Trustees rating health of Social Security, Medicare
The federal government's two largest benefit programs face short- and long-term financial problems as they close in on milestone anniversaries. The magnitude of those problems will become clearer when the trustees for Social Security and Medicare issue their annual report cards.
Last year, the trustees said the trust fund that supports Social Security's disability program would run dry in 2016. Unless Congress addresses the shortfall, it would trigger an automatic 19 percent cut in benefits right in the middle of a presidential election.
The trustees will also release Wednesday a new projection for Social Security's cost-of-living adjustment at the end of the year. The adjustment is based on a government measure of inflation.
As of June, consumer prices were lower than last year, meaning there would be no increase in benefits for only the third time since automatic adjustments were adopted in 1975.
Medicare's financial health got a boost last year as the rise in health care costs slowed. The trustees said Medicare's giant hospital trust fund won't be exhausted until 2030.
Medicare turns 50 at the end of the month and Social Security turns 80 two weeks later. Together, the programs accounted for more than 40 percent of federal spending last year. Both are feeling the strains of retiring baby boomers.
Last year, the trustees said Social Security's retirement fund would be exhausted in 2034. At that point, payroll taxes would cover 77 percent of benefits.
Social Security's disability program could be shored up in the short run by shifting tax revenue from the much larger retirement program, as Congress has done in the past. President Barack Obama has endorsed the move, but Republicans in Congress want changes in the program to reduce fraud and to encourage disabled workers to re-enter the work force.
If the trust funds were combined, they would have enough money to pay full benefits until 2033, the trustees said last year.
Advocates for seniors say that gives Congress plenty of time to address Social Security's long-term problems, without cutting benefits. But some in Congress note that the longer lawmakers wait, the harder it gets to address the shortfall without making significant changes.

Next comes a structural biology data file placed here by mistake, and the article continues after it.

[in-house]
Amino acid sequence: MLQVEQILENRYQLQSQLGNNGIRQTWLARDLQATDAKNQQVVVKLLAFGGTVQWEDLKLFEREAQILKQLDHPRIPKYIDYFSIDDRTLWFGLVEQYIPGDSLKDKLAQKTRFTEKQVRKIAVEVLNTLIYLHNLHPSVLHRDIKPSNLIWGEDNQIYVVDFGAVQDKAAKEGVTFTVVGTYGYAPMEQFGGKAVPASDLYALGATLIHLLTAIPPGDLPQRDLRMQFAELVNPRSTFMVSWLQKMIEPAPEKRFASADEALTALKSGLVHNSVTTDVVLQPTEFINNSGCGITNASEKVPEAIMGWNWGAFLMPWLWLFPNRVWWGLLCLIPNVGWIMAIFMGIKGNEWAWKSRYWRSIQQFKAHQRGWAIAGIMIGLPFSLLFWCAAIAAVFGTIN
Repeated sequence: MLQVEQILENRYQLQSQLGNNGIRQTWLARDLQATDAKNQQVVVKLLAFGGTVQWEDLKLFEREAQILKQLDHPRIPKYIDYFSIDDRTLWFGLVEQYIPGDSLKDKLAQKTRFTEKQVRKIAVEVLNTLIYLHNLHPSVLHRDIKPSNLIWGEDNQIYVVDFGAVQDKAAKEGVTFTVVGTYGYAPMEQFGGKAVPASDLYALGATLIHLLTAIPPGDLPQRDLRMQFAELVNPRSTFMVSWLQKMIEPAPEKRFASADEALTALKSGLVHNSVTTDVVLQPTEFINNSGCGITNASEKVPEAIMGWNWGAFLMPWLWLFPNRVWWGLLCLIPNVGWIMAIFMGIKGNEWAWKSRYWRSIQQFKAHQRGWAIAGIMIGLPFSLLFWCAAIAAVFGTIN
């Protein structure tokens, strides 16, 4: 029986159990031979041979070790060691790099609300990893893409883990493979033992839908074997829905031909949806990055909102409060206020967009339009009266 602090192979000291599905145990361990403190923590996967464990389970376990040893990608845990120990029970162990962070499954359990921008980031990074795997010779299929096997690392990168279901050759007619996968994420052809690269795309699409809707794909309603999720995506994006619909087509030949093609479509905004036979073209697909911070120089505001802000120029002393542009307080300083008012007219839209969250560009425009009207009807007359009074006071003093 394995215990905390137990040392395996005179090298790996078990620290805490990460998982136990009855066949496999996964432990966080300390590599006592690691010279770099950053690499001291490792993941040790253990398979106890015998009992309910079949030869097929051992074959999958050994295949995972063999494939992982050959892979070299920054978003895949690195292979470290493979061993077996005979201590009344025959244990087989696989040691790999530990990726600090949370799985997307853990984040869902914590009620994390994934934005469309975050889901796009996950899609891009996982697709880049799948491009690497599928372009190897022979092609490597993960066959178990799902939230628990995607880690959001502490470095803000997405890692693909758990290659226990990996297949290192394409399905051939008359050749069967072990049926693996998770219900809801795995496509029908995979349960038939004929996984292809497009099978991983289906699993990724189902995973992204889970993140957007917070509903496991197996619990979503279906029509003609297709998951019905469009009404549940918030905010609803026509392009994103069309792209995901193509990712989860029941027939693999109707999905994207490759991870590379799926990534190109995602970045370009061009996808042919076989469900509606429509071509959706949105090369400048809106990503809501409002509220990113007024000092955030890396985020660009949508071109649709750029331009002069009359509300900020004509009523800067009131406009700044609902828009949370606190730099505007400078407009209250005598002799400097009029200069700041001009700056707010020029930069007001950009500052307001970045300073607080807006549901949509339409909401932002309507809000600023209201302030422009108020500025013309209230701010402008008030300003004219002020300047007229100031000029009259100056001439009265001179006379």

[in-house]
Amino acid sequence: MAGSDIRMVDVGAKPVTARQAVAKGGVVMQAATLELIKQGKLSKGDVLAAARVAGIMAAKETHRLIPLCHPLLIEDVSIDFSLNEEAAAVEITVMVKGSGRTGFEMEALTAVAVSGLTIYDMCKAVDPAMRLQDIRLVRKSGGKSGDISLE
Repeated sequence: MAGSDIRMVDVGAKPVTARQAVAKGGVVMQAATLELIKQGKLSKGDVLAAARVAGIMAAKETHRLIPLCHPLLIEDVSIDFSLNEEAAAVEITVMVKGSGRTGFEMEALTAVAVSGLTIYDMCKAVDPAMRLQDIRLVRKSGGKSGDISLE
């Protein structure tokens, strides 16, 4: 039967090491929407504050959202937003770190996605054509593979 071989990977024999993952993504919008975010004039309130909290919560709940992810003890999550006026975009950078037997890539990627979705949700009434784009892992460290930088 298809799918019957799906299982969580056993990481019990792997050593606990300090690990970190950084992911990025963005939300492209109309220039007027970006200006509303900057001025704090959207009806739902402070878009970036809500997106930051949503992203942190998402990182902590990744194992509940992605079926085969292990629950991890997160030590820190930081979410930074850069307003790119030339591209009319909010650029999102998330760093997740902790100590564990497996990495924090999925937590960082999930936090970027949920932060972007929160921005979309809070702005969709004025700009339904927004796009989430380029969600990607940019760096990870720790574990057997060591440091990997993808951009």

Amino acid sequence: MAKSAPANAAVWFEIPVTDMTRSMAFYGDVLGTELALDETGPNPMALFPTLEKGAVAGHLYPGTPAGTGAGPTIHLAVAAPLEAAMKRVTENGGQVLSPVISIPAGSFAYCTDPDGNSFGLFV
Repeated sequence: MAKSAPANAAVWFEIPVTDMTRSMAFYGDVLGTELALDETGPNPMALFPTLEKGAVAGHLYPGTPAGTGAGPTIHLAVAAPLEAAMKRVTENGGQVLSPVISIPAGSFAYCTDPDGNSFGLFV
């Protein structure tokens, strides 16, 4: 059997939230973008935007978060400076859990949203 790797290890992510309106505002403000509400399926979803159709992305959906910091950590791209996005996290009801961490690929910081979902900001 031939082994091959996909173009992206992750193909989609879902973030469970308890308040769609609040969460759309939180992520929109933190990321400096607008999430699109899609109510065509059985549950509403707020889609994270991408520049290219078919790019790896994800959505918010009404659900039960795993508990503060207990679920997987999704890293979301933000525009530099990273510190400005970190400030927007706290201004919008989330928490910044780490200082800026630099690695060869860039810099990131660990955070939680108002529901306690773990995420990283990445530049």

Medicare is adding 10,000 new beneficiaries a day as baby boomers reach age 65. But so far the demographic shift has not overwhelmed the program with costs because, for the most part, boomers are healthier than the older generations of Medicare beneficiaries. That has a positive impact on the bottom line, helping to hold down per-beneficiary costs.
Nonetheless, the Obama administration is in the midst of overhauling the way Medicare pays doctors and hospitals to emphasize quality results over the sheer volume of procedures, tests, and services.
The Department of Health and Human Services has set a goal of tying 30 percent of payments under traditional Medicare to new models of care by the end of 2016, and an increasing share thereafter. Among the initiatives is a proposal to change the way hospitals are paid for hip and knee replacement surgery.
In 2030, when the hospital trust fund is expected to be depleted, Medicare will collect enough payroll taxes to pay 85 percent of inpatient costs.
The Medicare and Social Security trustees are the secretaries of the Treasury, Health and Human Services, and Labor departments, as well as the Social Security commissioner and two public trustees—a Democrat and a Republican.
Nearly 60 million people receive Social Security benefits, including 42 million retired workers and dependents, 11 million disabled workers and 6 million survivors of deceased workers.
About 55 million retirees and disabled people get Medicare. The hospital trust fund is only part of the program. Coverage for outpatient care and prescription drugs is covered by premiums and other government spending.
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